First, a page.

The $5 Liberty gold piece is also sometimes referred to as a "Half-Eagle" or also as a "Coronet Head" and several versions were produced from 1795 to 1929 in differing designs. Today the most common is the "Coronet with Motto" design which was produced from 1866 to 1908. In 1792, Congress passed the Mint Act, and contained in the legislation was a little law that set the value of $10 U.S. to be equal to the term "Eagle".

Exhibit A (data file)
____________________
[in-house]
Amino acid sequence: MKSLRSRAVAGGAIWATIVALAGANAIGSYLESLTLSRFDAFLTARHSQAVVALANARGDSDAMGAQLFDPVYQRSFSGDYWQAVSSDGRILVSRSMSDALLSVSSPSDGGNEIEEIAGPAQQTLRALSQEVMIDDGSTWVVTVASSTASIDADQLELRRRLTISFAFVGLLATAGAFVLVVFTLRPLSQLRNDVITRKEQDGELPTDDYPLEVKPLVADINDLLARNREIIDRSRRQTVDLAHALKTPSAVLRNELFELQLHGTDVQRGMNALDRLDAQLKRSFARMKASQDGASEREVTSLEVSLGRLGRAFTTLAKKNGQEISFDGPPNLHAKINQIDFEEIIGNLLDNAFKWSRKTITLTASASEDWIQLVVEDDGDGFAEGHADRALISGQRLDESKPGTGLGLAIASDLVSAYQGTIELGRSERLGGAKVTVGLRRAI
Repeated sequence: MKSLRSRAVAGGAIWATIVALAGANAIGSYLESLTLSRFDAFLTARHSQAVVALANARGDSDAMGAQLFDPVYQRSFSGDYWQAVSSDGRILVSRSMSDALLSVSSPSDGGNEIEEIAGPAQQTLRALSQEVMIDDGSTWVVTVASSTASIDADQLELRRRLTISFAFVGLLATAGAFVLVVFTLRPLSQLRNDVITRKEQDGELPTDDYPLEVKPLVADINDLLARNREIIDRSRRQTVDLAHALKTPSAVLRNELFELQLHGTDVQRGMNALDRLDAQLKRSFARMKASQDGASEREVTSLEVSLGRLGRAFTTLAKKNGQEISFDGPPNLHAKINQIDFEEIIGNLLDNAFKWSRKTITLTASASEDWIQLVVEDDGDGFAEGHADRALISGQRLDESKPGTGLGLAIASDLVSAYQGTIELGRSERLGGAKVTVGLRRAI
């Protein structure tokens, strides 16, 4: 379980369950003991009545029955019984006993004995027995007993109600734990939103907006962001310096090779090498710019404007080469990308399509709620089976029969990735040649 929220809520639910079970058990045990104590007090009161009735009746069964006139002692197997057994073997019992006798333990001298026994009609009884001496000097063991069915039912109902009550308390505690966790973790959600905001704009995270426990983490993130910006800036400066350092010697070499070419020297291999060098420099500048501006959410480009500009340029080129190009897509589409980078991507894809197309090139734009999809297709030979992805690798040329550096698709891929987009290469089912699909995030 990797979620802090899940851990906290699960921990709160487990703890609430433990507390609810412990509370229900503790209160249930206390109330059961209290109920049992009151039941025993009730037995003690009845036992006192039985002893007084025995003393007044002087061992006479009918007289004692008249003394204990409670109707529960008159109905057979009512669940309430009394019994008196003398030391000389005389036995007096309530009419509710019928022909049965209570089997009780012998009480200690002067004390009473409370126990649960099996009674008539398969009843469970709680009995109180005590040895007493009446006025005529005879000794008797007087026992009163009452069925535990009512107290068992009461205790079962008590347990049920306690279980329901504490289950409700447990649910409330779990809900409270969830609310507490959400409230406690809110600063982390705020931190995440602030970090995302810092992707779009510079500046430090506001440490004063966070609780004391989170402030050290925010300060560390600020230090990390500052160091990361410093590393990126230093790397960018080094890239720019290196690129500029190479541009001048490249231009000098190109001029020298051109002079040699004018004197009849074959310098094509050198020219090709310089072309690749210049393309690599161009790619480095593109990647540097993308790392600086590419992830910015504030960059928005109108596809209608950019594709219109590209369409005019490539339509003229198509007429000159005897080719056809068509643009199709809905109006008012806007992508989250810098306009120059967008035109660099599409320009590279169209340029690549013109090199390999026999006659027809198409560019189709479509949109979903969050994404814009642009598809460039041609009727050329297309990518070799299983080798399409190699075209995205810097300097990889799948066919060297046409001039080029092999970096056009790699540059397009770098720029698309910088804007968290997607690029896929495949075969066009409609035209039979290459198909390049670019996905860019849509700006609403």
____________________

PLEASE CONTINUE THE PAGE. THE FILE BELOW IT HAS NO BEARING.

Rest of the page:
This act also set the value of $5 U.S. equal to the term "Half-Eagle". When the coin is referred to as the "Coronet Head" this is in reference to the design on the front, or obverse of the coin, which features a rendition of "Lady Liberty" wearing a coronet which would be more commonly called a tiara today. Across the coronet, but heavily aligned to the left, is the word "Liberty". Lady Liberty herself is facing to the left, with locks of hair flowing out of the bun hairdo she is wearing. This design was seen as much more casual than the previous artistic versions of Lady Liberty which had appeared on American coinage. At the time of the coin's introduction, critics noted that the word "Liberty" would not be fully visible on her coronet if the artwork was truly representative of reality because any writing on her coronet would be centered and not entirely visible on a profile design.